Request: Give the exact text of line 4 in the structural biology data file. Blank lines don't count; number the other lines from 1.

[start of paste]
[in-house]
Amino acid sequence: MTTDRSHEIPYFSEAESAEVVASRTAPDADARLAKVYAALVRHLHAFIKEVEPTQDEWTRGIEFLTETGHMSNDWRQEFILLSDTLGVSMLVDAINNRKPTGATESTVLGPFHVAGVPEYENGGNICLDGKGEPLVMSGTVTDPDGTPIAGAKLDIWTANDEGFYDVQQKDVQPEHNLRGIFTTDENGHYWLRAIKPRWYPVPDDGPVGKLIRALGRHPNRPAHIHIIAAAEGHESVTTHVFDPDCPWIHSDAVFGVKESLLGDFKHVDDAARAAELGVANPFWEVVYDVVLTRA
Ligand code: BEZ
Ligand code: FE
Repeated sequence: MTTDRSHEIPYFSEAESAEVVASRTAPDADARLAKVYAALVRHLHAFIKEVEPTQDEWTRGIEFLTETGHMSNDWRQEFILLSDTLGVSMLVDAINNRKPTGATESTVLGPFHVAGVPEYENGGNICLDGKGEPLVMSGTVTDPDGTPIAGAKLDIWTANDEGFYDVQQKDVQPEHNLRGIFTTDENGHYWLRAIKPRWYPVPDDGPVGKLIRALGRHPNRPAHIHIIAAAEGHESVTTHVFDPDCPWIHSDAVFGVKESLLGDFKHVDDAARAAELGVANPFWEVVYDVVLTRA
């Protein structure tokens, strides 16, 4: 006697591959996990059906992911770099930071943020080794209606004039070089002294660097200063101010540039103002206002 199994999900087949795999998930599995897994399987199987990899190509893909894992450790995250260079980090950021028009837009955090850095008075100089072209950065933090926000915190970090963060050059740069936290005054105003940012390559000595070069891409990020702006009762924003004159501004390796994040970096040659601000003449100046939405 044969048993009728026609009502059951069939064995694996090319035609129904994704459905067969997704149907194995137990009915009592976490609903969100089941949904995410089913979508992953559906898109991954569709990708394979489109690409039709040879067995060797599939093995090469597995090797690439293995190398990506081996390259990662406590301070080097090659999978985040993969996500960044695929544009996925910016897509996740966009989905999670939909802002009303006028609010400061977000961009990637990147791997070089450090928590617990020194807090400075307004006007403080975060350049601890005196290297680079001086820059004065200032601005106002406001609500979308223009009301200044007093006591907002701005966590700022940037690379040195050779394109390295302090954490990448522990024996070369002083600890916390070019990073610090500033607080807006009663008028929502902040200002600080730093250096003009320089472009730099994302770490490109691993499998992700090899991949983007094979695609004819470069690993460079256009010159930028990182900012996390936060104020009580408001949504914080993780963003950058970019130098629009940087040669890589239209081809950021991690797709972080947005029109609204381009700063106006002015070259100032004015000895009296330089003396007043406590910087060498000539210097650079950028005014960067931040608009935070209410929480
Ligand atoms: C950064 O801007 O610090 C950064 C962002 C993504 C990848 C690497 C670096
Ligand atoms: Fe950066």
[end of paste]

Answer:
Ligand code: FE